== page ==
Powered by the Elements
4 Ways Historic Houses are Leading the Way with Renewable Energy
In the centuries following the industrial revolution, the nation’s stately homes were warmed by glowing coal fires in grand fireplaces, and lit by flickering gas and oil lamps as the evenings drew in. In more recent years, the custodians of historic houses have increasingly turned to greener energy sources as low-carbon and cost-effective alternatives to these finite fossil fuels.
Hydropower, wind power, solar and biomass are the four leading types of renewable energy today, but their histories can be traced back much farther than you might think. Read on to discover how four of our member houses are leading the way with these four ancient renewable energies, and the surprising stories of monks, witchcraft and whaling behind each of them.
Boosting Biodiversity with Biomass at Miserden
Wood has been our most widely used fuel for millennia, and for most of history heated every home in Britain on roaring log fires. Bio-fuels such as wood include any fuel derived from living matter, but not all these seemingly ‘green’ fuel sources are sustainable. Whale oil was once one of the most widely used bio-fuels, and almost drove Sperm Whales to extinction – at the peak of the whaling industry in the mid-19th century, 18 million gallons of whale oil were harvested every year for candles and lamp oil.
It wasn’t until the impact of human industry on the natural world was properly understood that wood was revisited as a sustainable source of heat. Fuelled by responsibly sourced biological matter, such as chips, logs or wood pellets, biomass boilers are now on the rise as a more sustainable alternative to traditional heating systems.
One of our member houses reinstating this ancient form of energy is Miserden, a family-run estate in the Cotswolds with a focus on environmental and community values. The Estate is committed to reducing its carbon footprint, and to that end have installed a 720 kW biomass boiler, which provides heat and hot water for all 39 properties in the village, including the church, village hall, primary school and residential properties. It is calculated that the biomass system saves 345 tonnes of carbon from entering the atmosphere each year compared to when the village was heated conventionally using fossil fuels.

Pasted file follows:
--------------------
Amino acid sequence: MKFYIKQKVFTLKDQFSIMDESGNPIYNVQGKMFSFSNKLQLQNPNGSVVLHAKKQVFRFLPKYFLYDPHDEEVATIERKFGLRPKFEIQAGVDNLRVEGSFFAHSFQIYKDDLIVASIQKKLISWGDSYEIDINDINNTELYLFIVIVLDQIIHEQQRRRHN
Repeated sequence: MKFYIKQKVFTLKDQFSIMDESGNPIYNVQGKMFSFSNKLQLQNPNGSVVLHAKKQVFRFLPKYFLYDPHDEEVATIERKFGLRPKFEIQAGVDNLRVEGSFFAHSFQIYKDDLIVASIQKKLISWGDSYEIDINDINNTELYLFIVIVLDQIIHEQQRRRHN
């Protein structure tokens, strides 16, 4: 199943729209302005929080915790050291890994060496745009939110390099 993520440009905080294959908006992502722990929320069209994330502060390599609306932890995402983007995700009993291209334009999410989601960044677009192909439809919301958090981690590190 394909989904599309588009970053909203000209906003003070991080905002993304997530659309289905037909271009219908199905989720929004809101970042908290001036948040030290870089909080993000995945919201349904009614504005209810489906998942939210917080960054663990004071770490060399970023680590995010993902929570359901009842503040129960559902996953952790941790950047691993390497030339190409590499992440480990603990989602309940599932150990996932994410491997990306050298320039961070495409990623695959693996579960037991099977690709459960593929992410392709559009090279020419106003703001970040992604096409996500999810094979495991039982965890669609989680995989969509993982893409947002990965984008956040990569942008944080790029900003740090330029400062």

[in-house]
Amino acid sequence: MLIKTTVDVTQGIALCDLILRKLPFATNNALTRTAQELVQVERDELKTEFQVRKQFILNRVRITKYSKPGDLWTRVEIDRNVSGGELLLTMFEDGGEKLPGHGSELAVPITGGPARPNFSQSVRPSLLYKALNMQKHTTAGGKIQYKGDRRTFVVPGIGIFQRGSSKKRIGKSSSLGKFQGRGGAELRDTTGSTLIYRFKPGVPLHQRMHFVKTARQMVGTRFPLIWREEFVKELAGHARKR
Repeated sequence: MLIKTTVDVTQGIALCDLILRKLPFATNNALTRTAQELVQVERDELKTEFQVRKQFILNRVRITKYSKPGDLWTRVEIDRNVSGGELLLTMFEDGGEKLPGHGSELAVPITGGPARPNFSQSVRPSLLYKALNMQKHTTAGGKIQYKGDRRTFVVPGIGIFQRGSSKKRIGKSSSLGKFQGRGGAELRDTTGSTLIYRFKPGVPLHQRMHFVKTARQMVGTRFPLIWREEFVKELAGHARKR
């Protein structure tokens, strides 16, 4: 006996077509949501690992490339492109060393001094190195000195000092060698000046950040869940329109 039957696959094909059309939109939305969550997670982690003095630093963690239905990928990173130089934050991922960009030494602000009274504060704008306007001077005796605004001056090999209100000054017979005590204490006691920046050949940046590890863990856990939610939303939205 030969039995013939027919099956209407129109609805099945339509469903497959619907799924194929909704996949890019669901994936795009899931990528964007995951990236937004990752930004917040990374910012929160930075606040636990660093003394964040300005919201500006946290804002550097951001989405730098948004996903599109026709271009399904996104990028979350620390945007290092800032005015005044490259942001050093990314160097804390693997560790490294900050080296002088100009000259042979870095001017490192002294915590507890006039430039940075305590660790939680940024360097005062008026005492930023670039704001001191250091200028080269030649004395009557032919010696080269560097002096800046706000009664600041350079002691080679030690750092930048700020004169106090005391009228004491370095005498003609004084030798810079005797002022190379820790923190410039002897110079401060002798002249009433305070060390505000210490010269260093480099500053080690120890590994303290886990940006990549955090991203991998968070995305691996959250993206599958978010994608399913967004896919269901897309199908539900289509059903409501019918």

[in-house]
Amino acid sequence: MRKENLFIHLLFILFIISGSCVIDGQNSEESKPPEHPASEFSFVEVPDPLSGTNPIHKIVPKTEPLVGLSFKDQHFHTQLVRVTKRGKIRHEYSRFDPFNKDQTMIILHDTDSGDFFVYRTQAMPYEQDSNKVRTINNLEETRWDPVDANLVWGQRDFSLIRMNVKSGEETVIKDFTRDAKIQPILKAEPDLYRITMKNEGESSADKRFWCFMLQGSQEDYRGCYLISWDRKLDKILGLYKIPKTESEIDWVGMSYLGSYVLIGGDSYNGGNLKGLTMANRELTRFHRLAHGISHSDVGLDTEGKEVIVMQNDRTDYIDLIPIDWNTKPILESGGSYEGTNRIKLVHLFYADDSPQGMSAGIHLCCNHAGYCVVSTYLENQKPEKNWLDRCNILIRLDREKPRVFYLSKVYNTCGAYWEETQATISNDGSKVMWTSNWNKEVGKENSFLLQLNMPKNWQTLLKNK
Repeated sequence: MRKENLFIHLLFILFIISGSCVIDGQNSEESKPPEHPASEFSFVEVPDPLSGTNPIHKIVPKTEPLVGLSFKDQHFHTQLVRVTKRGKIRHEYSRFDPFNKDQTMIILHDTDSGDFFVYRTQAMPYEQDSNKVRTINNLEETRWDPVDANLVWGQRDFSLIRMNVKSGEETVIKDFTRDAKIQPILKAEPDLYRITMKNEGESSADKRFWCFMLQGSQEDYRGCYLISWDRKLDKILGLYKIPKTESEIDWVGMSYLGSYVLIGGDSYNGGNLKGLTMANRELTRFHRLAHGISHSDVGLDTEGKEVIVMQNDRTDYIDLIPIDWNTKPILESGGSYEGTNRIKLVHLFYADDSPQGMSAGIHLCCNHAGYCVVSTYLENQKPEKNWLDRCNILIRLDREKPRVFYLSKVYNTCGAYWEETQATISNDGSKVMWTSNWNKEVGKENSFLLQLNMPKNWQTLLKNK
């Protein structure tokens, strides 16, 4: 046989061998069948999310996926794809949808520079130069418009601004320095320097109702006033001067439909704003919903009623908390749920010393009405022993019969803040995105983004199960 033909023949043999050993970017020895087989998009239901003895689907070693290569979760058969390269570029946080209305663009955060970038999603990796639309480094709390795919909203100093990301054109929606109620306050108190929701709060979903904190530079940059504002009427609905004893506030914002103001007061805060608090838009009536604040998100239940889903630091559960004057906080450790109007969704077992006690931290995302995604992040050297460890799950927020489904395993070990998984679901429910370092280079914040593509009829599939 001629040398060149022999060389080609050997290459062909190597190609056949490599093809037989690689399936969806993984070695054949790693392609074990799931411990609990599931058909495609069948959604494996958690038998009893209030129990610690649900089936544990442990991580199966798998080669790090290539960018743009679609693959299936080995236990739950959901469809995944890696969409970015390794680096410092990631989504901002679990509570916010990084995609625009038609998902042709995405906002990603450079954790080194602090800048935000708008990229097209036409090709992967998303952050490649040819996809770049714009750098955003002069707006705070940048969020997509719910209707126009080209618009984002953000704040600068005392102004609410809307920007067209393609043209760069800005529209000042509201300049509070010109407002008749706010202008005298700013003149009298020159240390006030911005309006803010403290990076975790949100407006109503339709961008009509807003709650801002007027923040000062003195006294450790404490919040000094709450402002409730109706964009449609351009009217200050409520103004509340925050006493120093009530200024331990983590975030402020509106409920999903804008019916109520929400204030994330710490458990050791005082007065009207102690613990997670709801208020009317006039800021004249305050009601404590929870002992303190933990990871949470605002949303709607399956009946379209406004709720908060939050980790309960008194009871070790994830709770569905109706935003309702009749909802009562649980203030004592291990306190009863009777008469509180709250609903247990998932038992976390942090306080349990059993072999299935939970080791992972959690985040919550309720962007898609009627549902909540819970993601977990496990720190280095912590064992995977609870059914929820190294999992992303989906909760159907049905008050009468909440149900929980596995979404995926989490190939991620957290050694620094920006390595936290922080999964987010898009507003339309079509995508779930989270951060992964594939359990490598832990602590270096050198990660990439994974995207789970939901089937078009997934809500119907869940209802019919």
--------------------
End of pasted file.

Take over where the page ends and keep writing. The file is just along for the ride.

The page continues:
Miserden operates a policy of ‘continuous cover’ forestry, whereby each compartment of their 850-acre woodland is thinned every 12-15 years, with approximately 20% of the trees being felled. This allows light to reach the forest floor and promotes natural regeneration, creating an understorey and undergrowth which also provides a diverse ecosystem for wildlife. Through sustainable thinning the woodland produces enough timber to supply the boiler and is (as far as we know!) the largest privately funded, retro-fit biomass plant in the country. The woodland has been formally recognised as exceptional, and receives regular visits from the Royal Forestry Society and Cotswold Tree Wardens.
Hundred-Year-Old Hydro at Blair Castle
Situated in Perthshire, Blair Castle is a thriving tourism attraction and has been home to the Atholl family for over 700 years. The hydro scheme at Blair Castle was originally commissioned in 1908 to harness power from the Allt Slanaidh streams in the hills above the castle, and remained in use until the National Grid was introduced in 1951. Remarkably, the original Edwardian piping of Blair Castle’s hydro scheme was found to still be in good condition over a century after it was built, prompting the decision to restore the hydro generator to its former glory.